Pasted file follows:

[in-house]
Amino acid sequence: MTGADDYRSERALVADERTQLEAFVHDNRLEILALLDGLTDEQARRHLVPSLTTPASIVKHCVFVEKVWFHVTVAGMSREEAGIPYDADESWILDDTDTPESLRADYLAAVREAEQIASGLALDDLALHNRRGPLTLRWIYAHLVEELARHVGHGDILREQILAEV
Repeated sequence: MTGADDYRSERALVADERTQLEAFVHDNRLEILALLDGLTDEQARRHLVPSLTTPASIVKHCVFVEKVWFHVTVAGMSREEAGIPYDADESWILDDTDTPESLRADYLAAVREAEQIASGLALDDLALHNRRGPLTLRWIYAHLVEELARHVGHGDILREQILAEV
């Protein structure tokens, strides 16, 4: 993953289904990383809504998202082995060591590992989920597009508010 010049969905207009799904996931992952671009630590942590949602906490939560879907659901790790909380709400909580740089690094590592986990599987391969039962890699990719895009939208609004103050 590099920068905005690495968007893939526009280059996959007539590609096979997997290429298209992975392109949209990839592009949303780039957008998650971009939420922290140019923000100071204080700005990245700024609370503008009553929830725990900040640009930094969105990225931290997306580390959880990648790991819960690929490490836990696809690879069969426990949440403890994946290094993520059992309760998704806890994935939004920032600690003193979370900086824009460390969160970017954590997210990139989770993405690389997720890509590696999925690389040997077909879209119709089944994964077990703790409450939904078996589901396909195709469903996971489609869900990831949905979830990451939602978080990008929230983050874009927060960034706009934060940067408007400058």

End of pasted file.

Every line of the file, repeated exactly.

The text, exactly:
[in-house]
Amino acid sequence: MTGADDYRSERALVADERTQLEAFVHDNRLEILALLDGLTDEQARRHLVPSLTTPASIVKHCVFVEKVWFHVTVAGMSREEAGIPYDADESWILDDTDTPESLRADYLAAVREAEQIASGLALDDLALHNRRGPLTLRWIYAHLVEELARHVGHGDILREQILAEV
Repeated sequence: MTGADDYRSERALVADERTQLEAFVHDNRLEILALLDGLTDEQARRHLVPSLTTPASIVKHCVFVEKVWFHVTVAGMSREEAGIPYDADESWILDDTDTPESLRADYLAAVREAEQIASGLALDDLALHNRRGPLTLRWIYAHLVEELARHVGHGDILREQILAEV
């Protein structure tokens, strides 16, 4: 993953289904990383809504998202082995060591590992989920597009508010 010049969905207009799904996931992952671009630590942590949602906490939560879907659901790790909380709400909580740089690094590592986990599987391969039962890699990719895009939208609004103050 590099920068905005690495968007893939526009280059996959007539590609096979997997290429298209992975392109949209990839592009949303780039957008998650971009939420922290140019923000100071204080700005990245700024609370503008009553929830725990900040640009930094969105990225931290997306580390959880990648790991819960690929490490836990696809690879069969426990949440403890994946290094993520059992309760998704806890994935939004920032600690003193979370900086824009460390969160970017954590997210990139989770993405690389997720890509590696999925690389040997077909879209119709089944994964077990703790409450939904078996589901396909195709469903996971489609869900990831949905979830990451939602978080990008929230983050874009927060960034706009934060940067408007400058």